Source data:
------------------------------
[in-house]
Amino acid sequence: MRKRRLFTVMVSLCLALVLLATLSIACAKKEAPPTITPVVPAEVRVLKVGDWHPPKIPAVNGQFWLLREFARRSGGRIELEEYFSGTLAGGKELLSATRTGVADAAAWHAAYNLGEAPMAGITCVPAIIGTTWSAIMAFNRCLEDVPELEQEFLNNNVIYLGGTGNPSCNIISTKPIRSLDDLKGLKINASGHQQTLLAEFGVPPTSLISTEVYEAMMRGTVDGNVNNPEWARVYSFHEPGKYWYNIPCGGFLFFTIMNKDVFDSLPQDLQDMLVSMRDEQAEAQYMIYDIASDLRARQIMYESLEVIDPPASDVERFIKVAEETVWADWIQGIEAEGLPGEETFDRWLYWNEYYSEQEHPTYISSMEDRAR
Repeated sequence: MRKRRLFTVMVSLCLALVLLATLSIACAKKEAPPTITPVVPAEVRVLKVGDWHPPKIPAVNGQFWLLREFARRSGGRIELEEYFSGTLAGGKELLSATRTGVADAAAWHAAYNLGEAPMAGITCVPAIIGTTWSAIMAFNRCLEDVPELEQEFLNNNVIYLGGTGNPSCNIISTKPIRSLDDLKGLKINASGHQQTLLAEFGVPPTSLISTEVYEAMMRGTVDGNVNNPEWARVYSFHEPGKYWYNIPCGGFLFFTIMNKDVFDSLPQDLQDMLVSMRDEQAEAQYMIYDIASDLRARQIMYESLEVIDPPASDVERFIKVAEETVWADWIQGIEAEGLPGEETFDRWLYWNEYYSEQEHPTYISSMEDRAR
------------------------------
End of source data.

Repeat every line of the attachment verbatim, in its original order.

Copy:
[in-house]
Amino acid sequence: MRKRRLFTVMVSLCLALVLLATLSIACAKKEAPPTITPVVPAEVRVLKVGDWHPPKIPAVNGQFWLLREFARRSGGRIELEEYFSGTLAGGKELLSATRTGVADAAAWHAAYNLGEAPMAGITCVPAIIGTTWSAIMAFNRCLEDVPELEQEFLNNNVIYLGGTGNPSCNIISTKPIRSLDDLKGLKINASGHQQTLLAEFGVPPTSLISTEVYEAMMRGTVDGNVNNPEWARVYSFHEPGKYWYNIPCGGFLFFTIMNKDVFDSLPQDLQDMLVSMRDEQAEAQYMIYDIASDLRARQIMYESLEVIDPPASDVERFIKVAEETVWADWIQGIEAEGLPGEETFDRWLYWNEYYSEQEHPTYISSMEDRAR
Repeated sequence: MRKRRLFTVMVSLCLALVLLATLSIACAKKEAPPTITPVVPAEVRVLKVGDWHPPKIPAVNGQFWLLREFARRSGGRIELEEYFSGTLAGGKELLSATRTGVADAAAWHAAYNLGEAPMAGITCVPAIIGTTWSAIMAFNRCLEDVPELEQEFLNNNVIYLGGTGNPSCNIISTKPIRSLDDLKGLKINASGHQQTLLAEFGVPPTSLISTEVYEAMMRGTVDGNVNNPEWARVYSFHEPGKYWYNIPCGGFLFFTIMNKDVFDSLPQDLQDMLVSMRDEQAEAQYMIYDIASDLRARQIMYESLEVIDPPASDVERFIKVAEETVWADWIQGIEAEGLPGEETFDRWLYWNEYYSEQEHPTYISSMEDRAR